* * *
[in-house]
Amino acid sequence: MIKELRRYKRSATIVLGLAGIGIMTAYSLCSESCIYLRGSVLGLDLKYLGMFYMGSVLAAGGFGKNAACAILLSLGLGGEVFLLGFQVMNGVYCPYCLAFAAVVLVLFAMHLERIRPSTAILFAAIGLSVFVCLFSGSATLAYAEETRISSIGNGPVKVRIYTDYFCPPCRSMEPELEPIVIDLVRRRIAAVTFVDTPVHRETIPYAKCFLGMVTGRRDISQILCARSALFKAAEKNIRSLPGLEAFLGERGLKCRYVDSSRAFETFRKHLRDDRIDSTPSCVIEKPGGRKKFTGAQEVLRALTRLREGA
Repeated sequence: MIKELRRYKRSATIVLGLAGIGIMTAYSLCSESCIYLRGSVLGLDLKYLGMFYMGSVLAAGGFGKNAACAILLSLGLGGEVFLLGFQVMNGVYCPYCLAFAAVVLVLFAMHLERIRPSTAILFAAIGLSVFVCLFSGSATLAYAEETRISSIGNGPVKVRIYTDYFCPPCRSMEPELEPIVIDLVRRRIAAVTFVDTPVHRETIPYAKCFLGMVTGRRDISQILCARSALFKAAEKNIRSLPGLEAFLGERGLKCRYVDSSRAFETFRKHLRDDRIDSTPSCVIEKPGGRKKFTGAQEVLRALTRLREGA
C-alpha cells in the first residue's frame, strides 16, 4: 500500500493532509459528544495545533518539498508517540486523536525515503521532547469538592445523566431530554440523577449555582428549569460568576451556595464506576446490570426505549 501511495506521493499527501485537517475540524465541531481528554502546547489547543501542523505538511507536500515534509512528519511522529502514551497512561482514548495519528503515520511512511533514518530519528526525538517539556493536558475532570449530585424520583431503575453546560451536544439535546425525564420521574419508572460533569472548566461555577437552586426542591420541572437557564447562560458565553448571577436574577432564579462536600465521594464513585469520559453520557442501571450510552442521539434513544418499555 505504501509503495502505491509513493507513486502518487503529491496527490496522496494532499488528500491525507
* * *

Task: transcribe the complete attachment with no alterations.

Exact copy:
[in-house]
Amino acid sequence: MIKELRRYKRSATIVLGLAGIGIMTAYSLCSESCIYLRGSVLGLDLKYLGMFYMGSVLAAGGFGKNAACAILLSLGLGGEVFLLGFQVMNGVYCPYCLAFAAVVLVLFAMHLERIRPSTAILFAAIGLSVFVCLFSGSATLAYAEETRISSIGNGPVKVRIYTDYFCPPCRSMEPELEPIVIDLVRRRIAAVTFVDTPVHRETIPYAKCFLGMVTGRRDISQILCARSALFKAAEKNIRSLPGLEAFLGERGLKCRYVDSSRAFETFRKHLRDDRIDSTPSCVIEKPGGRKKFTGAQEVLRALTRLREGA
Repeated sequence: MIKELRRYKRSATIVLGLAGIGIMTAYSLCSESCIYLRGSVLGLDLKYLGMFYMGSVLAAGGFGKNAACAILLSLGLGGEVFLLGFQVMNGVYCPYCLAFAAVVLVLFAMHLERIRPSTAILFAAIGLSVFVCLFSGSATLAYAEETRISSIGNGPVKVRIYTDYFCPPCRSMEPELEPIVIDLVRRRIAAVTFVDTPVHRETIPYAKCFLGMVTGRRDISQILCARSALFKAAEKNIRSLPGLEAFLGERGLKCRYVDSSRAFETFRKHLRDDRIDSTPSCVIEKPGGRKKFTGAQEVLRALTRLREGA
C-alpha cells in the first residue's frame, strides 16, 4: 500500500493532509459528544495545533518539498508517540486523536525515503521532547469538592445523566431530554440523577449555582428549569460568576451556595464506576446490570426505549 501511495506521493499527501485537517475540524465541531481528554502546547489547543501542523505538511507536500515534509512528519511522529502514551497512561482514548495519528503515520511512511533514518530519528526525538517539556493536558475532570449530585424520583431503575453546560451536544439535546425525564420521574419508572460533569472548566461555577437552586426542591420541572437557564447562560458565553448571577436574577432564579462536600465521594464513585469520559453520557442501571450510552442521539434513544418499555 505504501509503495502505491509513493507513486502518487503529491496527490496522496494532499488528500491525507